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J Pers Soc Psychol. 2010 May;98(5):734-49. doi: 10.1037/a0017838.

The doormat effect: when forgiving erodes self-respect and self-concept clarity.

Author information

1
Department of Psychology, Northwestern University, 2029 Sheridan Road, Swift Hall, Room 102, Evanston, IL 60208-2710, USA. l-luchies@northwestern.edu

Erratum in

  • J Pers Soc Psychol. 2010 Jul;99(1):119.

Abstract

We build on principles from interdependence theory and evolutionary psychology to propose that forgiving bolsters one's self-respect and self-concept clarity if the perpetrator has acted in a manner that signals that the victim will be safe and valued in a continued relationship with the perpetrator but that forgiving diminishes one's self-respect and self-concept clarity if the perpetrator has not. Study 1 employed a longitudinal design to demonstrate that the association of marital forgiveness with trajectories of self-respect over the first 5 years of marriage depends on the spouse's dispositional tendency to indicate that the partner will be safe and valued (i.e., agreeableness). Studies 2 and 3 employed experimental procedures to demonstrate that the effects of forgiveness on self-respect and self-concept clarity depend on the perpetrator's event-specific indication that the victim will be safe and valued (i.e., amends). Study 4 employed a longitudinal design to demonstrate that the association of forgiveness with subsequent self-respect and self-concept clarity similarly depends on the extent to which the perpetrator has made amends. These studies reveal that, under some circumstances, forgiveness negatively impacts the self.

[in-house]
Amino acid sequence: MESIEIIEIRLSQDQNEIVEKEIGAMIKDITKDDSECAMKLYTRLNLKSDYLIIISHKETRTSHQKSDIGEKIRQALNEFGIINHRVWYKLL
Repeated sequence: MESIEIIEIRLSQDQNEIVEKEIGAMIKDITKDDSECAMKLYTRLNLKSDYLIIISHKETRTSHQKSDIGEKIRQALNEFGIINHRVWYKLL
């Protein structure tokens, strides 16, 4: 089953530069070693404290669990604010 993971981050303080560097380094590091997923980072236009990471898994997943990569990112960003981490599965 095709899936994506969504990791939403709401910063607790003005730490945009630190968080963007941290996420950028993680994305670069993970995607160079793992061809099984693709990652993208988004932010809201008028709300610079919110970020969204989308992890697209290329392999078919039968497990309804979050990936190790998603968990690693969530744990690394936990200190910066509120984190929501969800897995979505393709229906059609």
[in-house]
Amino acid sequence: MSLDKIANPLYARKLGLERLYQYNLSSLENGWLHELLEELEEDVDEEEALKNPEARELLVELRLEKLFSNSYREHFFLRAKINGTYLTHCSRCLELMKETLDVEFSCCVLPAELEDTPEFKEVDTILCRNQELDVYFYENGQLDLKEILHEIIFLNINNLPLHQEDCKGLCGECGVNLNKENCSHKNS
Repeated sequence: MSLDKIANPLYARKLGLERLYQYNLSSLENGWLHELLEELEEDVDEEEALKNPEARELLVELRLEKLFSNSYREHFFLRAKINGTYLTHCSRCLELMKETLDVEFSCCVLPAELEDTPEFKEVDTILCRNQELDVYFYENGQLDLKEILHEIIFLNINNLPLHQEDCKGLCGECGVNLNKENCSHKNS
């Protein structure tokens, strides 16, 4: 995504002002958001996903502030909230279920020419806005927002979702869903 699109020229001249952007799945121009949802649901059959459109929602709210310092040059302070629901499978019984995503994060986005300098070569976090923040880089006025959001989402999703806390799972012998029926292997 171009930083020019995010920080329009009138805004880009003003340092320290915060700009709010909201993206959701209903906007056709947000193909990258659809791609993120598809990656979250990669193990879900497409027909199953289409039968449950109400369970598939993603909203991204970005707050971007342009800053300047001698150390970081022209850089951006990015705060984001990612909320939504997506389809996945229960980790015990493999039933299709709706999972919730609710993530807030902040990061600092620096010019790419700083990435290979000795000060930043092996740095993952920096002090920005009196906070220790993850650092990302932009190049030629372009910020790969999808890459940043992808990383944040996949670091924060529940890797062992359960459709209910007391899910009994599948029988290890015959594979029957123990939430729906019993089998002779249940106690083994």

PMID:
20438221
DOI:
10.1037/a0017838
[Indexed for MEDLINE]

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